Because the impact of 10 years of Chicago’s theater life has been so dramatic, it’s important that you, I, theatergoers and just plain lovers of Chicago stop and pay attention to what a handful of visionaries with the backing of one courageous mayor did. And are still doing.
Do you remember what pre- Chicago-Theatre-District-downtown-Chicago was like? Ewe. I used to work downtown. The idea of staying downtown for dinner, a class, or the theater was out of the question. All I wanted to do was get home as quickly and safely as possible. And I wasn’t the only one. Downtown Chicago was dark, deserted and desolate.
Fast forward to today. Downtown Chicago sparkles. She’s got a magical, magnetic, mesmerizing charm. It’s all because of theater district.
I’ll never forget the first time we went to a play downtown. It was a crisp November night and the city was glistening. Our walk back to our hotel (yes, we made a weekend of it) was gorgeous. And we had plenty of company. It was like Paris, where people are still dining at 11:00 pm. The Goodman and Broadway in Chicago alone attracted 13.5 million theater patrons who contributed in excess of $5 billion. Those billions were spent in theater tickets, restaurants, hotels, bars, retail stores, etc., etc., etc. Add to that the many performing artists whose work was applauded, nurtured and grew. And add to that the fact that Chicago just became a more inviting, livable city. I didn’t even want to linger in downtown 10 years ago. Now the idea of living downtown is quite appealing.
So, on June 3, the literati, glitterati, and the notarati gathered together to pay homage to the man who made it all happen, our mayor, Richard M. Daley. His vision, tenacity and faith in the long-term success of this plan to revitalize the city center was the catalyst that brought together the members of the artistic community who could create the infrastructure for his plan. Daniel Burnham—“Make no little plans.”—would have been proud.
Now we celebrate the Goodman Theater, the first to make its move from the Art Institute to the Harris/Michael Todd Theater on Dearborn. In its first decade in its new home, the Goodman has generated over $300 million in economic impact in its state-of-the-art two theater complex welcoming nearly 2 million patrons, serving 30% more students and employing more than 3,000 artists. The Goodman has earned more than 90 awards including the Pulitzer Prize for Pulitzer Prize by Lynn Notage, one of 25 new-work Goodman commissions over the decade.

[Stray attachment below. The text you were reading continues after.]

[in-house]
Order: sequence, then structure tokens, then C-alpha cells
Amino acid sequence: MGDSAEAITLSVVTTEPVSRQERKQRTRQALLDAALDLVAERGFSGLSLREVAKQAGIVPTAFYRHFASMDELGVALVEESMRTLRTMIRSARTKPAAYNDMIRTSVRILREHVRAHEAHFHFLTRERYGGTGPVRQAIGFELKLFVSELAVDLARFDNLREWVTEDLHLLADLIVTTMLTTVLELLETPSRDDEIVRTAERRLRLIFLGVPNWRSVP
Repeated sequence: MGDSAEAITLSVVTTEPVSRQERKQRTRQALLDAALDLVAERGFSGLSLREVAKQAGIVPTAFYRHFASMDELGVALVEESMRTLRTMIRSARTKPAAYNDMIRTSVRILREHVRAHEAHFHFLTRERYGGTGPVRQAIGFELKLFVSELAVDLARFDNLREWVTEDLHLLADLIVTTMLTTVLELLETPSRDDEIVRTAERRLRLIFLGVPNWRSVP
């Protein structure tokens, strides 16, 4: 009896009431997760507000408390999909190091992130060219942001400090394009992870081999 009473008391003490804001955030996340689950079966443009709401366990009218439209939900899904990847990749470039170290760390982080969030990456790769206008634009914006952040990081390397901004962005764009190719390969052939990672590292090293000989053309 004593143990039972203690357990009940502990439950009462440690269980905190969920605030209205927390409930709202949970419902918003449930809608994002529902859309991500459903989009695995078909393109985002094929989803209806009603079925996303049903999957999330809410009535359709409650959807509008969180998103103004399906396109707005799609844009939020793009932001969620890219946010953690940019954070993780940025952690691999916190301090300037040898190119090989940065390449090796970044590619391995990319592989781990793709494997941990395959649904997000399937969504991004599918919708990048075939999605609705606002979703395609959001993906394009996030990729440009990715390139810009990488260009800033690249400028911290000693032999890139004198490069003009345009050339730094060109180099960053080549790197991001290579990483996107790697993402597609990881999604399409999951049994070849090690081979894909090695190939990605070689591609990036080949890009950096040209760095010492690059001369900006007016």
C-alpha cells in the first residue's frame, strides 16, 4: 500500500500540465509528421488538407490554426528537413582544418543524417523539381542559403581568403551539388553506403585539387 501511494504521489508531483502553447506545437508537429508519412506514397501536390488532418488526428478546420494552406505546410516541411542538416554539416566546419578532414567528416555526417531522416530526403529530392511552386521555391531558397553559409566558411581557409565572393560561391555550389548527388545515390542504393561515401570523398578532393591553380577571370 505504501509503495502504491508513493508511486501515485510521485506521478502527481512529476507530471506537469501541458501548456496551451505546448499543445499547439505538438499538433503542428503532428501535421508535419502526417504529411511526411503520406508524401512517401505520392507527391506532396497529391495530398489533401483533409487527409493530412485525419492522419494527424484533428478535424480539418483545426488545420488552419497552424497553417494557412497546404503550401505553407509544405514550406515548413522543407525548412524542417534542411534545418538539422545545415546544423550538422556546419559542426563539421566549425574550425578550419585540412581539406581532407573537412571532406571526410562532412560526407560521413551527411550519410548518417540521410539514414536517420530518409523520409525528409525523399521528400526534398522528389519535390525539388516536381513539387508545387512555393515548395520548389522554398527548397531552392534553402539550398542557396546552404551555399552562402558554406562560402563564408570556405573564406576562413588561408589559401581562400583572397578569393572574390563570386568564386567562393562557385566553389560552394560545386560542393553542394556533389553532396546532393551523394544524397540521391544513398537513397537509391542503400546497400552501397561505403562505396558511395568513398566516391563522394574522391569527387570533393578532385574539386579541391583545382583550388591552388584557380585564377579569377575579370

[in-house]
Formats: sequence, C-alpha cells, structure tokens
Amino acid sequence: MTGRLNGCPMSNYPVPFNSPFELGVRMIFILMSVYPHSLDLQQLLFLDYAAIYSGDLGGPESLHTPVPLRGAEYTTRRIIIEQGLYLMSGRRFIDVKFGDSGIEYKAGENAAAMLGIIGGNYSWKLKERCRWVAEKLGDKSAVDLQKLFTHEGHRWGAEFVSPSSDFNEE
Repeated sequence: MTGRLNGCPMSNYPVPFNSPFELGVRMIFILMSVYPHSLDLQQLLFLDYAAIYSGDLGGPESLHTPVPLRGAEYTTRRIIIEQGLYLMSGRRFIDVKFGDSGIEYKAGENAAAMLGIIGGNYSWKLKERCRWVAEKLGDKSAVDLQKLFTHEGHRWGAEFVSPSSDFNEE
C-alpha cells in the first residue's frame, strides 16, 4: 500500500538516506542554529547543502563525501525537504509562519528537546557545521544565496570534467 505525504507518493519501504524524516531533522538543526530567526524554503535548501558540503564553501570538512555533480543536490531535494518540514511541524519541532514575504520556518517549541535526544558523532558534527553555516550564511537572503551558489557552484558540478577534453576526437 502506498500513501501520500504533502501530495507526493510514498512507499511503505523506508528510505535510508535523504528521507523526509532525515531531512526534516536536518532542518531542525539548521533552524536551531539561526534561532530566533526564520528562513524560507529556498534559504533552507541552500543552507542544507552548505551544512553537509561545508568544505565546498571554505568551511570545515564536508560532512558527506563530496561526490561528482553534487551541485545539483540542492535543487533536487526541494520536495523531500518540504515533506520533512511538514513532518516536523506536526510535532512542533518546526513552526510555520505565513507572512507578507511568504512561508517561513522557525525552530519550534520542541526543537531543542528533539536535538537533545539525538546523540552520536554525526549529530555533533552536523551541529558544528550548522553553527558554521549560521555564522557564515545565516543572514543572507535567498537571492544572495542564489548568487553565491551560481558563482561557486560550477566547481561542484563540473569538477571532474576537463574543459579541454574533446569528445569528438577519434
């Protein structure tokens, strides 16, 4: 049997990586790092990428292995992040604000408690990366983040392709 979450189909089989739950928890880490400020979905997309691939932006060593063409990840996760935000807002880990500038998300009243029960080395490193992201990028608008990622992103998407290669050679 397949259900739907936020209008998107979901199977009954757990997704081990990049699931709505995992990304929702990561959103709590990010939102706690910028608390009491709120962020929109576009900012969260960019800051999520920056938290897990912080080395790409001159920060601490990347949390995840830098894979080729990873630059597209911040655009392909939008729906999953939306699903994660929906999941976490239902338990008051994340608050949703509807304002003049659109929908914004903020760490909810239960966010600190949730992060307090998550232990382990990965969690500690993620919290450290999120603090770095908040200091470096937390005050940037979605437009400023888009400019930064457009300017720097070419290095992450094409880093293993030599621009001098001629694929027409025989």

Need another cause for celebration? Add to that the colossal draw of BROADWAY IN CHICAGO with its line-up of blockbusters such as The Producers, Disney’s The Lion King, Wicked, Jersey Boys, and Billy Elliot the Musical.
And here’s the beauty part, the impact of the Downtown Theater District resonates throughout the city and into the suburbs as theaters continue to grow in size and artistry. Thanks to the League of Chicago Theatres, Chicago boasts more theaters than any city in the world with more than 250 producing theater companies with some remarkably inventive venues, a total of 115 performance venues and 5 million tickets sold annually. Information and links to all Chicago productions can be found at ChicagoPlays.org.
Chicago is the only city with four theaters that have been awarded the Tony Award for Outstanding Regional Theatre Excellence: Chicago Shakespeare, Goodman, Steppenwolf and Victory Gardens. We may be the only city with a Talk like Shakespeare Day and a Laugh Out Loud Day. All thanks to our vibrant theaters.
Join in the celebration on Monday, June 28 at 6:00 pm at this year’s Broadway in Chicago FREE concert in the park at the Petrillo Band Shell during the Taste of Chicago. Dress up like your favorite Broadway character to celebrate while you're treated to performances from the casts of Billy Elliot the Musical, Shrek the Musical, Rock of Ages, Disney’s the Lion King and Wicked to name a few. Look for me! I’ll be wearing my Groucho glasses from Laugh Out Loud Day. “Hello, I must be going…”